22 June 2014 The Square Kilometre Array: a physics machine for the 21st Century (Presentation Video)
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Abstract
The Square Kilometre Array is the next-generation radio-telescope. It will be a true mega-science facility. It is being designed and will be built by a global consortium, headquartered in the UK. The consortium currently has 11 member countries but is open for additional members at any time. The SKA Observatory will have sites in Australia and South Africa, and will build on the two precursor telescopes, ASKAP and MeerKAT, currently under construction on the sites. The SKA is being designed as a physics machine for the 21st Century and will address scientific questions such as the nature of gravity, the origins of the Universe and the origins of life. I will describe the scientific rationale for the SKA; the technologies selected to deliver that science and the challenges posed in handling the massive data volumes to be generated by the observatory. The SKA is now in the detailed design phase. Funding exceeding €120M has been committed by the partner nations to deliver that design. The design will be complete at the end of 2016 and, assuming construction funding is secured, the procurement process will begin in 2017 and construction in early 2018. The SKA will deliver early science by 2020.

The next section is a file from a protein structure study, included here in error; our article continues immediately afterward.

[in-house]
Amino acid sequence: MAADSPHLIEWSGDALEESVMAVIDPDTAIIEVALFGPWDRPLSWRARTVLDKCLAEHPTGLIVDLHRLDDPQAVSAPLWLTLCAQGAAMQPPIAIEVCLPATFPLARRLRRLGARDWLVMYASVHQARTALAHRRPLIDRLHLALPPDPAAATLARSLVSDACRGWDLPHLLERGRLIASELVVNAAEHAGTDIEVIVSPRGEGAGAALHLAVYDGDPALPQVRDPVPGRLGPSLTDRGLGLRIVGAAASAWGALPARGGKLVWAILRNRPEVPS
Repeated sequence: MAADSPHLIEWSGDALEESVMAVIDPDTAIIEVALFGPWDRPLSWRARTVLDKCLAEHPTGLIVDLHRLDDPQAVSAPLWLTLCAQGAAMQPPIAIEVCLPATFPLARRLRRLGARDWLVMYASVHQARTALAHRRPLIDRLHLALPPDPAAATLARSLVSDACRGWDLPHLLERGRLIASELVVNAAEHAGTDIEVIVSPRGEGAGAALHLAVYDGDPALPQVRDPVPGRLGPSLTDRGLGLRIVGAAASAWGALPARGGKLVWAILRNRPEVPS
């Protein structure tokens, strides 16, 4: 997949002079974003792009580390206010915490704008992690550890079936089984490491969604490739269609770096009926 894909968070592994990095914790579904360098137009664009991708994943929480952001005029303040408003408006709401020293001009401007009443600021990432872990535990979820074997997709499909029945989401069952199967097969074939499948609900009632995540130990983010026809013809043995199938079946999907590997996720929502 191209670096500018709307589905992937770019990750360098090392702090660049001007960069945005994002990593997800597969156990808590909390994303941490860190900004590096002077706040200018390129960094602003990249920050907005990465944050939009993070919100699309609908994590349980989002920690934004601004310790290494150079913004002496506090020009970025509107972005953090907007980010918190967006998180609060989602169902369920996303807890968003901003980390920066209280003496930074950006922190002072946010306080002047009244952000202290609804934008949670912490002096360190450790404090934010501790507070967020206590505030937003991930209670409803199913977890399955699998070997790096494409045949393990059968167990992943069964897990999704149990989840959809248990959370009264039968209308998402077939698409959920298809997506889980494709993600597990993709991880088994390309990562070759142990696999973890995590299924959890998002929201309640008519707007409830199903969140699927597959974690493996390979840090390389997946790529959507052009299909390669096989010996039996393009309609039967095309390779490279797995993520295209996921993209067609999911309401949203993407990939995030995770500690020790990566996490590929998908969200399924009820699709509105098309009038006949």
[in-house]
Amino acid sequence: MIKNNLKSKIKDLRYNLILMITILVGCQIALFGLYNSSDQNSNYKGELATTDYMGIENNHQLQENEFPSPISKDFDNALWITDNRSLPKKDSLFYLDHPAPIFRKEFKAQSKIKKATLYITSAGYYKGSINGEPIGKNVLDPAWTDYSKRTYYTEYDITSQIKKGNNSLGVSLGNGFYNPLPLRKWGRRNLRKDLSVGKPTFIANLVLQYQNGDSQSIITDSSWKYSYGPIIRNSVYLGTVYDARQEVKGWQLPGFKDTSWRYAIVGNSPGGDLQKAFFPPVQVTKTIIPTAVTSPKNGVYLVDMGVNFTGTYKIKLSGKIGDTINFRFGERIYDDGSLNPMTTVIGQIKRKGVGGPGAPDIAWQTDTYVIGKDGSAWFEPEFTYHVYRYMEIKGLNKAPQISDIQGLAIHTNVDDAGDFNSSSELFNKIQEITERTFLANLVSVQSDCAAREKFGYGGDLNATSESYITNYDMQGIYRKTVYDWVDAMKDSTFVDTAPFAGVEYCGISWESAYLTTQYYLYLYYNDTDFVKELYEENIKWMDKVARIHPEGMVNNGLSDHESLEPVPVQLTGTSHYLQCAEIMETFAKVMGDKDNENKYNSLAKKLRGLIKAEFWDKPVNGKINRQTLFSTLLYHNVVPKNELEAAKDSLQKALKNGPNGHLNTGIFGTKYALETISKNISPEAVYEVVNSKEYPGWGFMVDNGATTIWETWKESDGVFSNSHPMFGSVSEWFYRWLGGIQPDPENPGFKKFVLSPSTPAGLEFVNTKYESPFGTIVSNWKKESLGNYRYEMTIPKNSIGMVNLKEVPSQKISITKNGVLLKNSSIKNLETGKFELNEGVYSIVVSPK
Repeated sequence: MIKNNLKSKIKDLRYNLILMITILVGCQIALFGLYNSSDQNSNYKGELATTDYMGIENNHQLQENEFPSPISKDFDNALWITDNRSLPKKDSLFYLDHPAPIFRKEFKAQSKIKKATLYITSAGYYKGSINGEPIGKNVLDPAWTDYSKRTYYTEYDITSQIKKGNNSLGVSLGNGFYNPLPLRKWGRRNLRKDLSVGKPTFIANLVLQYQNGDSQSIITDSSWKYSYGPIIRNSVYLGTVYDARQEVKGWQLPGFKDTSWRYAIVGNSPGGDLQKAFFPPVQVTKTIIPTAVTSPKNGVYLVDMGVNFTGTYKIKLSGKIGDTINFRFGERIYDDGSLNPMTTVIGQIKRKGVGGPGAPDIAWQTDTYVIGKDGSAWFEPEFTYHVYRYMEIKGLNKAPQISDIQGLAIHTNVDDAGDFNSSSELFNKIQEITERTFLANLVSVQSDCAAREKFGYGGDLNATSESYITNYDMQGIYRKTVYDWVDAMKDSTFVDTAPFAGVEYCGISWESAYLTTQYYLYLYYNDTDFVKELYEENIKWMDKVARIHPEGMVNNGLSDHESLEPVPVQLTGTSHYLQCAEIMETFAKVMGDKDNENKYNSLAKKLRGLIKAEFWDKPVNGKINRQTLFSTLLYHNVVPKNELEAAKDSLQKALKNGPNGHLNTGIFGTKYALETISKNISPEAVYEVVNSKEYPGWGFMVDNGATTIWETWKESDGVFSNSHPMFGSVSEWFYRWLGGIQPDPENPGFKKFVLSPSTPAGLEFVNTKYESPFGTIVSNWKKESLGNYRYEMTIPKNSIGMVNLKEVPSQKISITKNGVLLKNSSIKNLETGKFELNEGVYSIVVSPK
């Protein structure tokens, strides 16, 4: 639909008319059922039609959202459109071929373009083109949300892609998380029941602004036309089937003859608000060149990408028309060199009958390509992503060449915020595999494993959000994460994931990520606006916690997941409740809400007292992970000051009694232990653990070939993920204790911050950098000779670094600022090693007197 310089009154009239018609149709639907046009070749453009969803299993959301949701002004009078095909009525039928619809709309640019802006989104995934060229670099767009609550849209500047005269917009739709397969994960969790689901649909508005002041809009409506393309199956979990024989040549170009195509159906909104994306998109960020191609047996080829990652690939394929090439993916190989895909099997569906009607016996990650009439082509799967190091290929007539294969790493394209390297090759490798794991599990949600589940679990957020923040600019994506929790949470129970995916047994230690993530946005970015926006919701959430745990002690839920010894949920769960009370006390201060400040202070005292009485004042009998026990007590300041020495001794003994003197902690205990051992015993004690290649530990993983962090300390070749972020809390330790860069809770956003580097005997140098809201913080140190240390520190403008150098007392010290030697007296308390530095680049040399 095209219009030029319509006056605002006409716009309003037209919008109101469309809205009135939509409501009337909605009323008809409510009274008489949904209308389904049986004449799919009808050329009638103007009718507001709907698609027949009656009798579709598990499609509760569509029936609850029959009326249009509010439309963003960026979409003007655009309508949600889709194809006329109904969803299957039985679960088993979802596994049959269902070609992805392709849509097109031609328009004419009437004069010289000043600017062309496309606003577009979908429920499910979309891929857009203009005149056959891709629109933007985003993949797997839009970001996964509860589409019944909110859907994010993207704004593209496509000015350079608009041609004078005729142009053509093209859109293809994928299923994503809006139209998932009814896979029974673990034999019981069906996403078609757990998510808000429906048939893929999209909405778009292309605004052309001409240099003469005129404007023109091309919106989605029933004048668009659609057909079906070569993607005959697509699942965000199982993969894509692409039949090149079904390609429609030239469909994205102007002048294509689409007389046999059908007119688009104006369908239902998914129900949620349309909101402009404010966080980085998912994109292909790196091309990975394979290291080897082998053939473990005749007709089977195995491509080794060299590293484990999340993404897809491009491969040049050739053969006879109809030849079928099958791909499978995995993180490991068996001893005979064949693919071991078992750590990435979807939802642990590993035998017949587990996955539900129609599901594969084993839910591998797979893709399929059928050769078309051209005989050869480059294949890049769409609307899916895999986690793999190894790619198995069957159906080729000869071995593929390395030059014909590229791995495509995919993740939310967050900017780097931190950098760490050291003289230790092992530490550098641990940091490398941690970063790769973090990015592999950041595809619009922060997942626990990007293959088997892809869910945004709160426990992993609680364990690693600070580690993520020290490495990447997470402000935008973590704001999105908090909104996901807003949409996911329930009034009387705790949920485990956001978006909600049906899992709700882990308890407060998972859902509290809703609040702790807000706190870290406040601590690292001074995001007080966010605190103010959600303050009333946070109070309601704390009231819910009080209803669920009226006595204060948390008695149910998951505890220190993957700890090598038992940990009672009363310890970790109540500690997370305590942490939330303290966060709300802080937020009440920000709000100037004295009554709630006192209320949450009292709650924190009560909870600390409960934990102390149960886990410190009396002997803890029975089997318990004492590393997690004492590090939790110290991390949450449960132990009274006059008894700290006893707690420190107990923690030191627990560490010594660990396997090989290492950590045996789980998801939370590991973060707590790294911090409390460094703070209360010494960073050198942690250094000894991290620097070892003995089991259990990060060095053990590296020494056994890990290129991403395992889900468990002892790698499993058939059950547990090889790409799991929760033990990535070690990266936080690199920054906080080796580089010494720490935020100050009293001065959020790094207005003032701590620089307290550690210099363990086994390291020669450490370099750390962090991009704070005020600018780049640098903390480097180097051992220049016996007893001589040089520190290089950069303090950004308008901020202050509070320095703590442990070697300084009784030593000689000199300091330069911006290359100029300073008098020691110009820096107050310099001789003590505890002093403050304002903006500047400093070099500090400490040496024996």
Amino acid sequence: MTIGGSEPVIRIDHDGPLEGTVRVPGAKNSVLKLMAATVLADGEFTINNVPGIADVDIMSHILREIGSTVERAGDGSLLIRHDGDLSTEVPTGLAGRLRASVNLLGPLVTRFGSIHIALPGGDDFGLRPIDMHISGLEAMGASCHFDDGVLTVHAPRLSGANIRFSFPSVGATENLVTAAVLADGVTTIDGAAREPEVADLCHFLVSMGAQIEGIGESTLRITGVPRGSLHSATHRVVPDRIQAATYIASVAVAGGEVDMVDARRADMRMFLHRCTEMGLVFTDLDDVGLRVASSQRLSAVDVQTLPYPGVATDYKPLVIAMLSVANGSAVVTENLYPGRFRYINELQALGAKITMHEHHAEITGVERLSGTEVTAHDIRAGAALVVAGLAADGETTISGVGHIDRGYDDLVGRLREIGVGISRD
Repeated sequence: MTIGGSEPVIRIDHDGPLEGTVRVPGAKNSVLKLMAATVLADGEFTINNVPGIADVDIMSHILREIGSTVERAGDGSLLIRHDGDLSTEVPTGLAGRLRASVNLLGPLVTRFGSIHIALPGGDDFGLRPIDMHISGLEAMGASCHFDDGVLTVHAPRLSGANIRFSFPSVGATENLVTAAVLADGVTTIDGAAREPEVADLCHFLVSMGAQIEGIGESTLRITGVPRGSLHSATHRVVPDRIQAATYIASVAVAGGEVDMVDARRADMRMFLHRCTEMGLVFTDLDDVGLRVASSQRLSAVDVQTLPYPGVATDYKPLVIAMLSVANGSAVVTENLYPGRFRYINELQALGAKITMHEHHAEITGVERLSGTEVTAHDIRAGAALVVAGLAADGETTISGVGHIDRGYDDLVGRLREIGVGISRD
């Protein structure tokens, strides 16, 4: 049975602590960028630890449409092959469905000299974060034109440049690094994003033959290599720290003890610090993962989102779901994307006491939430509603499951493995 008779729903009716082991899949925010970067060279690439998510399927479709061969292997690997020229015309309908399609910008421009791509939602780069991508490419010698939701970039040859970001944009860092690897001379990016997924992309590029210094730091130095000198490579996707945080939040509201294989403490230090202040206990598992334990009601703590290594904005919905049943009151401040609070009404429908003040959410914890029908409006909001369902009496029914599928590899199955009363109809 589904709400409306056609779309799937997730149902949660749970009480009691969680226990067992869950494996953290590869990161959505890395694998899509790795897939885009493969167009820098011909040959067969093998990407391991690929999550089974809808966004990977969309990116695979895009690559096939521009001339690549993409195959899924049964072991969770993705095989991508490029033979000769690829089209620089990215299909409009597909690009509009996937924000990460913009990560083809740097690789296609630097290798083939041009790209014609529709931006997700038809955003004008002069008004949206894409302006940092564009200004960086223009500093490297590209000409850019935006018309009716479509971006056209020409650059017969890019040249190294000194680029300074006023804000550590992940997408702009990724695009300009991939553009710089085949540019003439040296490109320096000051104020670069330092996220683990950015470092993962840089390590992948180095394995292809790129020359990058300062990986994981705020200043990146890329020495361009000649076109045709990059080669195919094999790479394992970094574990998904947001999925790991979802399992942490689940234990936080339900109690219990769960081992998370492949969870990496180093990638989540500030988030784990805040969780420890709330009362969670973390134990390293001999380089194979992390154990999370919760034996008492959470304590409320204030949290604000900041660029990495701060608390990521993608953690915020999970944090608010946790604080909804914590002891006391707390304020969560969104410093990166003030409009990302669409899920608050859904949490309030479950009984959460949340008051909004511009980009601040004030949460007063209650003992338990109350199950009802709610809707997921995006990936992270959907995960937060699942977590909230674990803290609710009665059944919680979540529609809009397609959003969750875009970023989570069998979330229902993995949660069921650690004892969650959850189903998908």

Diamond: The Square Kilometre Array: a physics machine for the 21st Century (Presentation Video)
© (2014) COPYRIGHT Society of Photo-Optical Instrumentation Engineers (SPIE). Downloading of the abstract is permitted for personal use only.
Philip Diamond, "The Square Kilometre Array: a physics machine for the 21st Century (Presentation Video)", Proc. SPIE 9143, Space Telescopes and Instrumentation 2014: Optical, Infrared, and Millimeter Wave, 91430M (22 June 2014); doi: 10.1117/12.2063456; https://doi.org/10.1117/12.2063456
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